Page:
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Sore ankle leaves Hokies' Taylor questionable vs. Boston College

BLACKSBURG, Va. -- With Tyrod Taylor nursing a right ankle
sprain and questionable for Thursday night's game against No. 2
Boston College, the No. 8 Hokies and Eagles are both preparing for
two quarterbacks whose styles don't compare.

Taylor, a freshman, has started in five consecutive victories
for the Hokies (6-1, 3-0 Atlantic Coast Conference) since being
elevated to No. 1 after a 48-7 loss at LSU. The theory then was
that Taylor's mobility would help mask deficiencies in an offensive
line hampered by injuries and inexperience.

When Taylor injured his ankle early in the second quarter of a
victory against Duke on Oct. 13, the former starter Sean Glennon
led the Hokies on three straight TD drives. He finished 16-for-21
for 258 yards with two touchdowns and without an interception.

Coach Frank Beamer said Tuesday he doesn't think Taylor would
play if he's not close to 100 percent recovered, especially not
considering the stakes. The Eagles (7-0, 3-0) are one of only two
other unbeatens in ACC play, and the Hokies will play the other one
in their traditional Thanksgiving weekend contest at Virginia.

"I don't think you put Tyrod out there gimpy," Beamer said.
"I think this is going to be a violent game. I think it's going to
be one of those tough, tough, tough football games, and I don't
think you want a guy that's not 100 percent out there."

Besides their highest ranking since 1942, the Eagles have the
nation's top rushing defense, allowing 46.6 yards per game, and
also lead with 18 interceptions.

When the change was made, Beamer said it wasn't as much an
indictment on Glennon's play as it was a strategy adjustment. The
offensive line has improved, but Virginia Tech is averaging only
119.4 yards rushing, 90th nationally.

Glennon initially took the demotion poorly, but the Hokies said
his crisp performance against the Blue Devils showed he's bounced
back since.

"It was good for him," left tackle Duane Brown said. "I know
he got down on himself being that he had to sit out for a while and
watch the offense go on without him. Being able to come in and have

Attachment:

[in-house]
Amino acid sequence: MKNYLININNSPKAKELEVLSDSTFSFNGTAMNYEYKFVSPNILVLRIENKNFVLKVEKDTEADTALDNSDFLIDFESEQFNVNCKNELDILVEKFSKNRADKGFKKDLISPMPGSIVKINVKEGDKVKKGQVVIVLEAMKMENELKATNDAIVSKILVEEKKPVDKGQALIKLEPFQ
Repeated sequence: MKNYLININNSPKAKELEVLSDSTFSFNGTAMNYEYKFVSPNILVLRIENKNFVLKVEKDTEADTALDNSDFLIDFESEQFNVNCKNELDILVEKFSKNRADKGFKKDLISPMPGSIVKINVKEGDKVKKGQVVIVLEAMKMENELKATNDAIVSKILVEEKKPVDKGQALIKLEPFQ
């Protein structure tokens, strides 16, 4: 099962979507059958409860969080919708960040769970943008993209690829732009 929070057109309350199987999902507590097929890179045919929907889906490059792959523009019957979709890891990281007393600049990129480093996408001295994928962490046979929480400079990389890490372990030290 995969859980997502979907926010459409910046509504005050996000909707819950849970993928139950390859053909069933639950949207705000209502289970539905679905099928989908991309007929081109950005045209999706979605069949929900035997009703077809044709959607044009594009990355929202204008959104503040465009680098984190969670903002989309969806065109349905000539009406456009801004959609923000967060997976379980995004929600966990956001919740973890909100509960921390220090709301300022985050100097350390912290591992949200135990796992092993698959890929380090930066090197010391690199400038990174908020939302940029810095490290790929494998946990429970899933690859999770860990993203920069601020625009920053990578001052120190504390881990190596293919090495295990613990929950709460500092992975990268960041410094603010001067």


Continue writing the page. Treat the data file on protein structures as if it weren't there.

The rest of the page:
a great game, I think he got some of his confidence back."

Glennon started every game for the Hokies last season, and
eventually came to believe he might be needed again and had to be
ready to take over, Beamer said.

"I think it was very obvious how he came in and was able to
play against Duke that he just was prepared," Beamer said. "This
week, I see a bounce in his step."

Preparing a game plan isn't easy for either side when the
quarterback is in question, Beamer said.

Boston College needs to prepare for a scrambler and a pocket
passer. For Virginia Tech, the play-calling varies depending on
who's in.

Though Beamer said the impact on the game is overblown.

To the Hokies receivers, it doesn't matter.

"We played with Sean before. I believe they have 100 percent
confidence that every receiver's going to catch the ball, and we
have 100 percent in whatever quarterback's going to play," Hokies
receiver Justin Harper said. "We're ready to play. We're ready to
catch that rock."

In Chestnut Hill, Mass., where the Eagles handed the Hokies a
22-3 loss last season and intercepted Glennon twice, linebacker
Jo-Lonn Dunbar would prefer to know which quarterback will play for
the Hokies.

A bigger issue could be what happened last year at BC, when the
Hokies' second loss in a row all but eliminated them from ACC title
contention.

"We had that mentality last year," Dunbar said of wanting to
avenge a loss. "The year before, we went down there and got beat
bad. I'm sure it could be in their mind."

The game will mark the 16th time that Virginia Tech has played
in a Thursday night game televised by ESPN. The Hokies are 13-2
overall in those games and 8-1 at home.

Both of the losses have come to Boston College.